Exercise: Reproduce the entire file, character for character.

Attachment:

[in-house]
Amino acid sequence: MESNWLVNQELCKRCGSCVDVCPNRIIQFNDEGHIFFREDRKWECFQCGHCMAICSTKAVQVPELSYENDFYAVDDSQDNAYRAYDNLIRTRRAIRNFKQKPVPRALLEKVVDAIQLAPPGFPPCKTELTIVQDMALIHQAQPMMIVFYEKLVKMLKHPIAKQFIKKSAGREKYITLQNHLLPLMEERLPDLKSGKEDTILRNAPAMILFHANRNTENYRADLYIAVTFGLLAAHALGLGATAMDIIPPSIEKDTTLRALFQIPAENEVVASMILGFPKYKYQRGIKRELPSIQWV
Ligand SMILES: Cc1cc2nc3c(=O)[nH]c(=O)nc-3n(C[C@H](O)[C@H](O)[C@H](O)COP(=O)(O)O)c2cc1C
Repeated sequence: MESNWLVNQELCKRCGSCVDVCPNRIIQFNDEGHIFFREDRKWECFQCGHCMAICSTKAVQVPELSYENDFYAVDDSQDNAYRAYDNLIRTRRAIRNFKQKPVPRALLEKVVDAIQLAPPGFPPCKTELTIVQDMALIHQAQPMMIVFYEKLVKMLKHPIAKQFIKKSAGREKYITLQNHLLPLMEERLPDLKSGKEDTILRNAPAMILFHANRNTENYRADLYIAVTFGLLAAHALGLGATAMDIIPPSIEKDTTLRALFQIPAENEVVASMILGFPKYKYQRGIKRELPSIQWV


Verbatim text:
[in-house]
Amino acid sequence: MESNWLVNQELCKRCGSCVDVCPNRIIQFNDEGHIFFREDRKWECFQCGHCMAICSTKAVQVPELSYENDFYAVDDSQDNAYRAYDNLIRTRRAIRNFKQKPVPRALLEKVVDAIQLAPPGFPPCKTELTIVQDMALIHQAQPMMIVFYEKLVKMLKHPIAKQFIKKSAGREKYITLQNHLLPLMEERLPDLKSGKEDTILRNAPAMILFHANRNTENYRADLYIAVTFGLLAAHALGLGATAMDIIPPSIEKDTTLRALFQIPAENEVVASMILGFPKYKYQRGIKRELPSIQWV
Ligand SMILES: Cc1cc2nc3c(=O)[nH]c(=O)nc-3n(C[C@H](O)[C@H](O)[C@H](O)COP(=O)(O)O)c2cc1C
Repeated sequence: MESNWLVNQELCKRCGSCVDVCPNRIIQFNDEGHIFFREDRKWECFQCGHCMAICSTKAVQVPELSYENDFYAVDDSQDNAYRAYDNLIRTRRAIRNFKQKPVPRALLEKVVDAIQLAPPGFPPCKTELTIVQDMALIHQAQPMMIVFYEKLVKMLKHPIAKQFIKKSAGREKYITLQNHLLPLMEERLPDLKSGKEDTILRNAPAMILFHANRNTENYRADLYIAVTFGLLAAHALGLGATAMDIIPPSIEKDTTLRALFQIPAENEVVASMILGFPKYKYQRGIKRELPSIQWV